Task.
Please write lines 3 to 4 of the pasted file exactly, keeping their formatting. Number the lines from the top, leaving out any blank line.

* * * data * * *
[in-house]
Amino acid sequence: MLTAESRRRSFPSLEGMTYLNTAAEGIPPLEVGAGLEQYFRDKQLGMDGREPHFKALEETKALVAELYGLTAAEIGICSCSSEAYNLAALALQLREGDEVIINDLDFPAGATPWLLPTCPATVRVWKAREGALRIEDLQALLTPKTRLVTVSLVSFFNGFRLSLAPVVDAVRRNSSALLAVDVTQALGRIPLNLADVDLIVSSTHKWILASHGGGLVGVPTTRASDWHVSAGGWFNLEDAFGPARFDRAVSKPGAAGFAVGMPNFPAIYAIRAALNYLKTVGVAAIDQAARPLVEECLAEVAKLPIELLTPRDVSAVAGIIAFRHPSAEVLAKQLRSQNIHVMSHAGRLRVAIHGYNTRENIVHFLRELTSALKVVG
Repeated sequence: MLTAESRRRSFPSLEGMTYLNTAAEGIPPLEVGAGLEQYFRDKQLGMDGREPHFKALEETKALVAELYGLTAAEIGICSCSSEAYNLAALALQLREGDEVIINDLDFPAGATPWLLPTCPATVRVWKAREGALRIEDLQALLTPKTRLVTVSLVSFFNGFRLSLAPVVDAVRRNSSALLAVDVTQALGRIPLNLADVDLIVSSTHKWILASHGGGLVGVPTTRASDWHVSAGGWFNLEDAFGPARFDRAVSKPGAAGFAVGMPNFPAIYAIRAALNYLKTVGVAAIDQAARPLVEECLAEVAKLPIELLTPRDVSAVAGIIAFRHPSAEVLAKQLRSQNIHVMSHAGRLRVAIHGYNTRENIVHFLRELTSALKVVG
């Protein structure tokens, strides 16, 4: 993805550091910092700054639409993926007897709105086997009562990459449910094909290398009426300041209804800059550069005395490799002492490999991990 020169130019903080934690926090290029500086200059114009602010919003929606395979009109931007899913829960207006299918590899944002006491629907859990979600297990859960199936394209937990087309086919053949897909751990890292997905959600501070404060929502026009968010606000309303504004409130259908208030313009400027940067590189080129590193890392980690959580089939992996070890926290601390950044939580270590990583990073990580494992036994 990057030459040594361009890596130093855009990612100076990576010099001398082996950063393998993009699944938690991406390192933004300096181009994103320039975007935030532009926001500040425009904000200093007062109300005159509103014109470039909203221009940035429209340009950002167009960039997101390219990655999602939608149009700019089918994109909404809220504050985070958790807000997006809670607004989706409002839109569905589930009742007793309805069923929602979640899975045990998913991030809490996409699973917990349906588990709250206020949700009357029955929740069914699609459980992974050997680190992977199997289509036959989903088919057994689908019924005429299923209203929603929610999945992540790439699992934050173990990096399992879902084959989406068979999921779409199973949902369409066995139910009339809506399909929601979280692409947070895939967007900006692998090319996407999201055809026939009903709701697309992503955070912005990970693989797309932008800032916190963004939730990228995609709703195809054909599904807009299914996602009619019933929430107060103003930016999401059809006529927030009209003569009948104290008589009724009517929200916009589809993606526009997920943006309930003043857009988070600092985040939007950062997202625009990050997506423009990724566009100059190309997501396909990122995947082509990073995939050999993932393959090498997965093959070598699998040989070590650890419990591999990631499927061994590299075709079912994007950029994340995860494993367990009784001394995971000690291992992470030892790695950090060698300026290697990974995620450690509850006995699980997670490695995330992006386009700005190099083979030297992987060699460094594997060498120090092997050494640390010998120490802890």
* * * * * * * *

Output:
Repeated sequence: MLTAESRRRSFPSLEGMTYLNTAAEGIPPLEVGAGLEQYFRDKQLGMDGREPHFKALEETKALVAELYGLTAAEIGICSCSSEAYNLAALALQLREGDEVIINDLDFPAGATPWLLPTCPATVRVWKAREGALRIEDLQALLTPKTRLVTVSLVSFFNGFRLSLAPVVDAVRRNSSALLAVDVTQALGRIPLNLADVDLIVSSTHKWILASHGGGLVGVPTTRASDWHVSAGGWFNLEDAFGPARFDRAVSKPGAAGFAVGMPNFPAIYAIRAALNYLKTVGVAAIDQAARPLVEECLAEVAKLPIELLTPRDVSAVAGIIAFRHPSAEVLAKQLRSQNIHVMSHAGRLRVAIHGYNTRENIVHFLRELTSALKVVG
């Protein structure tokens, strides 16, 4: 993805550091910092700054639409993926007897709105086997009562990459449910094909290398009426300041209804800059550069005395490799002492490999991990 020169130019903080934690926090290029500086200059114009602010919003929606395979009109931007899913829960207006299918590899944002006491629907859990979600297990859960199936394209937990087309086919053949897909751990890292997905959600501070404060929502026009968010606000309303504004409130259908208030313009400027940067590189080129590193890392980690959580089939992996070890926290601390950044939580270590990583990073990580494992036994 990057030459040594361009890596130093855009990612100076990576010099001398082996950063393998993009699944938690991406390192933004300096181009994103320039975007935030532009926001500040425009904000200093007062109300005159509103014109470039909203221009940035429209340009950002167009960039997101390219990655999602939608149009700019089918994109909404809220504050985070958790807000997006809670607004989706409002839109569905589930009742007793309805069923929602979640899975045990998913991030809490996409699973917990349906588990709250206020949700009357029955929740069914699609459980992974050997680190992977199997289509036959989903088919057994689908019924005429299923209203929603929610999945992540790439699992934050173990990096399992879902084959989406068979999921779409199973949902369409066995139910009339809506399909929601979280692409947070895939967007900006692998090319996407999201055809026939009903709701697309992503955070912005990970693989797309932008800032916190963004939730990228995609709703195809054909599904807009299914996602009619019933929430107060103003930016999401059809006529927030009209003569009948104290008589009724009517929200916009589809993606526009997920943006309930003043857009988070600092985040939007950062997202625009990050997506423009990724566009100059190309997501396909990122995947082509990073995939050999993932393959090498997965093959070598699998040989070590650890419990591999990631499927061994590299075709079912994007950029994340995860494993367990009784001394995971000690291992992470030892790695950090060698300026290697990974995620450690509850006995699980997670490695995330992006386009700005190099083979030297992987060699460094594997060498120090092997050494640390010998120490802890």